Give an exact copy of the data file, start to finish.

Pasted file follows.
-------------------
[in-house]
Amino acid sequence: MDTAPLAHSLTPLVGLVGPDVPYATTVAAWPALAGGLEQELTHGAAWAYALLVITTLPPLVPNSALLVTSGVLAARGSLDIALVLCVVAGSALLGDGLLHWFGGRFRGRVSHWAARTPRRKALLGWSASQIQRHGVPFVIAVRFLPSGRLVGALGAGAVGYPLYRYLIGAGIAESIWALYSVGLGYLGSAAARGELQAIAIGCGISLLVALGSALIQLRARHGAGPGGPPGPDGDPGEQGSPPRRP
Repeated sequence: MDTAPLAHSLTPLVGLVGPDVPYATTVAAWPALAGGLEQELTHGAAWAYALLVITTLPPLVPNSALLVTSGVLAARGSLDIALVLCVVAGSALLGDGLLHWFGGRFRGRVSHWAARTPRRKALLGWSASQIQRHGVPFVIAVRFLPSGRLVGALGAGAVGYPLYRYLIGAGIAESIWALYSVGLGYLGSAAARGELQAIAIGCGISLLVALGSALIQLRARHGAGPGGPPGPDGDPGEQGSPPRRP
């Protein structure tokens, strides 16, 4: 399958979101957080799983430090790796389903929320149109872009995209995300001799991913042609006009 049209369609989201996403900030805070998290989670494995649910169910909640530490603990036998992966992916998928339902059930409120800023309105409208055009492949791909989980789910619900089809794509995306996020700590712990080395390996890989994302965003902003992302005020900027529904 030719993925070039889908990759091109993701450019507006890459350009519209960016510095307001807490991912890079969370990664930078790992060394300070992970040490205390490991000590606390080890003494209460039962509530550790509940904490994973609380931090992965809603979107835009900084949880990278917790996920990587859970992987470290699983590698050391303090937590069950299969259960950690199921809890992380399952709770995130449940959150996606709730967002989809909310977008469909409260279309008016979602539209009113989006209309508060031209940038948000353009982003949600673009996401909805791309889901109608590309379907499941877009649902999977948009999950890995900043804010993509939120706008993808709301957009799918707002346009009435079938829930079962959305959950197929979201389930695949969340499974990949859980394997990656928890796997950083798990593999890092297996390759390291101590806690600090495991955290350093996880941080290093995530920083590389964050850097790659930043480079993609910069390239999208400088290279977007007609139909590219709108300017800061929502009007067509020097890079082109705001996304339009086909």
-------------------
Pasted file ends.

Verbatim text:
[in-house]
Amino acid sequence: MDTAPLAHSLTPLVGLVGPDVPYATTVAAWPALAGGLEQELTHGAAWAYALLVITTLPPLVPNSALLVTSGVLAARGSLDIALVLCVVAGSALLGDGLLHWFGGRFRGRVSHWAARTPRRKALLGWSASQIQRHGVPFVIAVRFLPSGRLVGALGAGAVGYPLYRYLIGAGIAESIWALYSVGLGYLGSAAARGELQAIAIGCGISLLVALGSALIQLRARHGAGPGGPPGPDGDPGEQGSPPRRP
Repeated sequence: MDTAPLAHSLTPLVGLVGPDVPYATTVAAWPALAGGLEQELTHGAAWAYALLVITTLPPLVPNSALLVTSGVLAARGSLDIALVLCVVAGSALLGDGLLHWFGGRFRGRVSHWAARTPRRKALLGWSASQIQRHGVPFVIAVRFLPSGRLVGALGAGAVGYPLYRYLIGAGIAESIWALYSVGLGYLGSAAARGELQAIAIGCGISLLVALGSALIQLRARHGAGPGGPPGPDGDPGEQGSPPRRP
């Protein structure tokens, strides 16, 4: 399958979101957080799983430090790796389903929320149109872009995209995300001799991913042609006009 049209369609989201996403900030805070998290989670494995649910169910909640530490603990036998992966992916998928339902059930409120800023309105409208055009492949791909989980789910619900089809794509995306996020700590712990080395390996890989994302965003902003992302005020900027529904 030719993925070039889908990759091109993701450019507006890459350009519209960016510095307001807490991912890079969370990664930078790992060394300070992970040490205390490991000590606390080890003494209460039962509530550790509940904490994973609380931090992965809603979107835009900084949880990278917790996920990587859970992987470290699983590698050391303090937590069950299969259960950690199921809890992380399952709770995130449940959150996606709730967002989809909310977008469909409260279309008016979602539209009113989006209309508060031209940038948000353009982003949600673009996401909805791309889901109608590309379907499941877009649902999977948009999950890995900043804010993509939120706008993808709301957009799918707002346009009435079938829930079962959305959950197929979201389930695949969340499974990949859980394997990656928890796997950083798990593999890092297996390759390291101590806690600090495991955290350093996880941080290093995530920083590389964050850097790659930043480079993609910069390239999208400088290279977007007609139909590219709108300017800061929502009007067509020097890079082109705001996304339009086909």